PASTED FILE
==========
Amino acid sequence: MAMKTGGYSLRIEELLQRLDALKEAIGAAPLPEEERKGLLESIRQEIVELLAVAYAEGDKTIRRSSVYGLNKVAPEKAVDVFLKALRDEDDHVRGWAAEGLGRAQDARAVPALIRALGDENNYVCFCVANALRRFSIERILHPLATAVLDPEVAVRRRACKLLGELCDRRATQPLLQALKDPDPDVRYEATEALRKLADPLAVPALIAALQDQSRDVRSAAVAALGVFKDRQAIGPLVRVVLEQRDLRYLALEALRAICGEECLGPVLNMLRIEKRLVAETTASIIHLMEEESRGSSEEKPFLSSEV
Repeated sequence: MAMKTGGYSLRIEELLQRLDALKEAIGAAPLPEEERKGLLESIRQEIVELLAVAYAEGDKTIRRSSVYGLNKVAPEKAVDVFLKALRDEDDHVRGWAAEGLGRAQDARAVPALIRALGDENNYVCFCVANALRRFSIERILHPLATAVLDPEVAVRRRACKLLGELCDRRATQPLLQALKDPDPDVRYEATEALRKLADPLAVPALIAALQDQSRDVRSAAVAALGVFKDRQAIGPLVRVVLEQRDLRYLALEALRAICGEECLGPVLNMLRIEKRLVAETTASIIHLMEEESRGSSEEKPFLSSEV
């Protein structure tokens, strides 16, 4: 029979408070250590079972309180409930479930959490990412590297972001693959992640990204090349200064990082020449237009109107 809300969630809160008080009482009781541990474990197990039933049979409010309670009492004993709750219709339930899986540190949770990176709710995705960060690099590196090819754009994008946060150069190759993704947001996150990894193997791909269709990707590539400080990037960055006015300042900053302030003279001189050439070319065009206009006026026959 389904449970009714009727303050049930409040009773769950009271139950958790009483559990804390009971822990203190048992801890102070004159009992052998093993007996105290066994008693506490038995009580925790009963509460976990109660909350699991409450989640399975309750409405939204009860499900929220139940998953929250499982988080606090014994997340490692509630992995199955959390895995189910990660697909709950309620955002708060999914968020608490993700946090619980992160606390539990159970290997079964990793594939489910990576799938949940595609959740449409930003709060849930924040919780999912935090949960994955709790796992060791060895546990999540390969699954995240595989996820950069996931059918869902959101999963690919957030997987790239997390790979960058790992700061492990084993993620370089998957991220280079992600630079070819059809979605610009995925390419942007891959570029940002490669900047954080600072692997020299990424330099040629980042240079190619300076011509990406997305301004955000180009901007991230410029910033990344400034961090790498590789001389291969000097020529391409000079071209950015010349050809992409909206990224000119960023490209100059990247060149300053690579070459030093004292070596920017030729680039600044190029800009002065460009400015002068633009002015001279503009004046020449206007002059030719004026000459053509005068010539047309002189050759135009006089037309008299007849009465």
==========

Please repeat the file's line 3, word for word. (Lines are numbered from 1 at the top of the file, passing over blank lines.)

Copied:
């Protein structure tokens, strides 16, 4: 029979408070250590079972309180409930479930959490990412590297972001693959992640990204090349200064990082020449237009109107 809300969630809160008080009482009781541990474990197990039933049979409010309670009492004993709750219709339930899986540190949770990176709710995705960060690099590196090819754009994008946060150069190759993704947001996150990894193997791909269709990707590539400080990037960055006015300042900053302030003279001189050439070319065009206009006026026959 389904449970009714009727303050049930409040009773769950009271139950958790009483559990804390009971822990203190048992801890102070004159009992052998093993007996105290066994008693506490038995009580925790009963509460976990109660909350699991409450989640399975309750409405939204009860499900929220139940998953929250499982988080606090014994997340490692509630992995199955959390895995189910990660697909709950309620955002708060999914968020608490993700946090619980992160606390539990159970290997079964990793594939489910990576799938949940595609959740449409930003709060849930924040919780999912935090949960994955709790796992060791060895546990999540390969699954995240595989996820950069996931059918869902959101999963690919957030997987790239997390790979960058790992700061492990084993993620370089998957991220280079992600630079070819059809979605610009995925390419942007891959570029940002490669900047954080600072692997020299990424330099040629980042240079190619300076011509990406997305301004955000180009901007991230410029910033990344400034961090790498590789001389291969000097020529391409000079071209950015010349050809992409909206990224000119960023490209100059990247060149300053690579070459030093004292070596920017030729680039600044190029800009002065460009400015002068633009002015001279503009004046020449206007002059030719004026000459053509005068010539047309002189050759135009006089037309008299007849009465």